Belfast Telegraph

Zara reveals record sales but still no plans for closed Belfast store

By Emma Deighan

The owner of high street fashion giant Zara has rung up record sales and profits but uncertainty still surrounds the operations of its Belfast branch, which has been closed since a fire at the neighbouring Primark store.

Spanish retailer Inditex reported a 3% rise in net income to €1.4bn (£10.7bn) for the six months to July 1 - its highest ever half-year results.

Like-for-like sales rose by 4% and were higher across all regions including Europe and the UK, although this marks a slowdown on the 6% growth seen a year earlier.

Zara, which is the world's largest clothing retailer, has one store in Northern Ireland on Donegall Place in Belfast. Inditex also operates two other stores in Belfast under its Stradivarius and Pull & Bear brands.

Two weeks ago the three-storey Zara unit was forced to close after a fire that destroyed Primark's Banks Building.

And the store could be closed for up to four months as work is undertaken to ensure the structural integrity of Bank Buildings. Fashion retailer DV8 was also forced to closed but has since relocated to CastleCourt. Zara would not comment on whether it had similar plans.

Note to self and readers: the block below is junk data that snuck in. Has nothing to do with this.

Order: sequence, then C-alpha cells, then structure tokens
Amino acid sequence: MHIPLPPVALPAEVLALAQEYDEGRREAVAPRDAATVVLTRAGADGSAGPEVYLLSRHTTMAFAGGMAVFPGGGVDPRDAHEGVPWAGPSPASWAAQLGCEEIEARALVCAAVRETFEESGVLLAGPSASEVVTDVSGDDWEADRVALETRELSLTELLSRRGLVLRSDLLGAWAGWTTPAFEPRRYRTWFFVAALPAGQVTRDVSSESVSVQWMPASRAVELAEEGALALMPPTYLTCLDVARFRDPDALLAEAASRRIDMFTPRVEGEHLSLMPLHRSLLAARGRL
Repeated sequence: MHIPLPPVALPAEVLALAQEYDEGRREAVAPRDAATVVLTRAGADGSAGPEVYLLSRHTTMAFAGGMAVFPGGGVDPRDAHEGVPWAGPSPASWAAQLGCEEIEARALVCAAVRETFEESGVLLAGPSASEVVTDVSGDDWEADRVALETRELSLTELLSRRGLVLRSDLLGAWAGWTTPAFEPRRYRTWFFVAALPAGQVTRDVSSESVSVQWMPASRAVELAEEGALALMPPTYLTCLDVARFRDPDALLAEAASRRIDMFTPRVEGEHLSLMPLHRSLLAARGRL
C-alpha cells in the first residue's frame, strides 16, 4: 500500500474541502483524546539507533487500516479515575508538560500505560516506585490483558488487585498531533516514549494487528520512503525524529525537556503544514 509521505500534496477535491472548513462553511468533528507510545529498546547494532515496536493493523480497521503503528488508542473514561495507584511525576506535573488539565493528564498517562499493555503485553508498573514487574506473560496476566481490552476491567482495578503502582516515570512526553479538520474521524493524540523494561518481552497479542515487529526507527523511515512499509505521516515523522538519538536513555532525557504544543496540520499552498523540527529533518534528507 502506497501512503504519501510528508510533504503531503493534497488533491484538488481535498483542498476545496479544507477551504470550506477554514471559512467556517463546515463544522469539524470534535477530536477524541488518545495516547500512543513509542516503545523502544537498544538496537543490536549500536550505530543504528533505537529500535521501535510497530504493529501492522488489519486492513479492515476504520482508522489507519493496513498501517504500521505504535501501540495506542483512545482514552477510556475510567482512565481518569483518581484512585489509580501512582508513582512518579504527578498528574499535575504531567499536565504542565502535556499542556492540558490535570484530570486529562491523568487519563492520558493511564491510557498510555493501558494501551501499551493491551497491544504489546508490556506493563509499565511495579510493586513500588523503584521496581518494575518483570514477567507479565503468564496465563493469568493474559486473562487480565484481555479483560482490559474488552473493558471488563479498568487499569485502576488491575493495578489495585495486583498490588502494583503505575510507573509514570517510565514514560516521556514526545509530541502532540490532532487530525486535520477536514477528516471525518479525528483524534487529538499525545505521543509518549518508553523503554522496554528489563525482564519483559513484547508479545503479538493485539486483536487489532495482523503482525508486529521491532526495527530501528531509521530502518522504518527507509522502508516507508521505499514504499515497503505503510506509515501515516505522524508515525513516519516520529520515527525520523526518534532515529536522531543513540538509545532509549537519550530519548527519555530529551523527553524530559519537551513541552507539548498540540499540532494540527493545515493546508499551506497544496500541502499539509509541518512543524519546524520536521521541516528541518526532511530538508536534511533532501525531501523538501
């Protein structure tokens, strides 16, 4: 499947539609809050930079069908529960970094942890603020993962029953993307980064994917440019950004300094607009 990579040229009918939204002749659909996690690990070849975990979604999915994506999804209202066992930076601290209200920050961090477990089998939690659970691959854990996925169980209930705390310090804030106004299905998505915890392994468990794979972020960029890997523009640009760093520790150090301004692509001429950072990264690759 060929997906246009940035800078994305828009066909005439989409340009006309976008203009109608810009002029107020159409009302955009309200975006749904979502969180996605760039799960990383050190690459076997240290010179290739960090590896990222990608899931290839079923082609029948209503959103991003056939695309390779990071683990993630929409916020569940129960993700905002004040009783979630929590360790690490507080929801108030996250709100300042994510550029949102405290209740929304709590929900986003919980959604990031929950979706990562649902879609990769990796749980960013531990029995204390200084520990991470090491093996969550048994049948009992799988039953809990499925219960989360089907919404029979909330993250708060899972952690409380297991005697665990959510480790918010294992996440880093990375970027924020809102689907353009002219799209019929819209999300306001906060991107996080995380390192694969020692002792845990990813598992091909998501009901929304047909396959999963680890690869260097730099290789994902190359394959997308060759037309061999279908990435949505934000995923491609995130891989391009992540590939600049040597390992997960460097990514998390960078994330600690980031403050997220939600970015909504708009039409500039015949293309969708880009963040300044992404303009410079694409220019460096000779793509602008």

A spokeswoman said: "I'm afraid we don't have any official comments on the Belfast store at this time. However, I can say that we continue to pay the staff at the store. It is also worth knowing that online continues with home and drop point delivery."

It is believed that clothing in the store will have incurred smoke damage but Inditex said that existing lines in the unit would not be destroyed.

A fashion and retail expert here believes the stock could be rotated to other stores. Maureen Collins, course director MSc Fashion and Textile Retail Management at Ulster University, said it was not clear whether staff were being allowed into the store to move stock to other Zara stores in the UK or the Republic.

"I would suspect that would be the preferred option as stock rotation in groups like Zara is high, responding quickly to fashion trends and micro-trends.

"In my opinion, if the stock is not allowed to be moved to other stores, due to health and safety concerns, then it is more likely that this stock will be discounted during the normal Christmas sales and perhaps even redistributed to other stores."

One Northern Ireland commercial property professional believes there are no units suitable to re-home a store of Zara's size in Belfast.

He said: "The problem is, we have one Zara in Northern Ireland and that's a loss. People travelled from all over for the store. Primark, McDonald's and Tesco can be found in other parts of the city."

Belfast Telegraph

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